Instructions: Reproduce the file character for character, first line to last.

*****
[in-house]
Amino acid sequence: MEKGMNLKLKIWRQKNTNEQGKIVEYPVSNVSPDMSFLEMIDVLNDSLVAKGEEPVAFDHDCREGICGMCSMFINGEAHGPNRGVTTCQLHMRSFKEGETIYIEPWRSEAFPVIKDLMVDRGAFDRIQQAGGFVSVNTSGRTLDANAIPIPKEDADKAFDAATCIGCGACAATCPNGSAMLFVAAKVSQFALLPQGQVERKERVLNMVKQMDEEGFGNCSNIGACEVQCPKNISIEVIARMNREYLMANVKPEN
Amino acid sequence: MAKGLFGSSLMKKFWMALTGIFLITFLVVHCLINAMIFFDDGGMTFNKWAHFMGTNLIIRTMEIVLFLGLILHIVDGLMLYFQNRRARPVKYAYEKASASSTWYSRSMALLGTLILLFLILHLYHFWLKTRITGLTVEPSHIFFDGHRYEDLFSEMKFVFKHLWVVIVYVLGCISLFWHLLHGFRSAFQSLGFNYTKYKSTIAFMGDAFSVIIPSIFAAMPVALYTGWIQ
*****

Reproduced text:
[in-house]
Amino acid sequence: MEKGMNLKLKIWRQKNTNEQGKIVEYPVSNVSPDMSFLEMIDVLNDSLVAKGEEPVAFDHDCREGICGMCSMFINGEAHGPNRGVTTCQLHMRSFKEGETIYIEPWRSEAFPVIKDLMVDRGAFDRIQQAGGFVSVNTSGRTLDANAIPIPKEDADKAFDAATCIGCGACAATCPNGSAMLFVAAKVSQFALLPQGQVERKERVLNMVKQMDEEGFGNCSNIGACEVQCPKNISIEVIARMNREYLMANVKPEN
Amino acid sequence: MAKGLFGSSLMKKFWMALTGIFLITFLVVHCLINAMIFFDDGGMTFNKWAHFMGTNLIIRTMEIVLFLGLILHIVDGLMLYFQNRRARPVKYAYEKASASSTWYSRSMALLGTLILLFLILHLYHFWLKTRITGLTVEPSHIFFDGHRYEDLFSEMKFVFKHLWVVIVYVLGCISLFWHLLHGFRSAFQSLGFNYTKYKSTIAFMGDAFSVIIPSIFAAMPVALYTGWIQ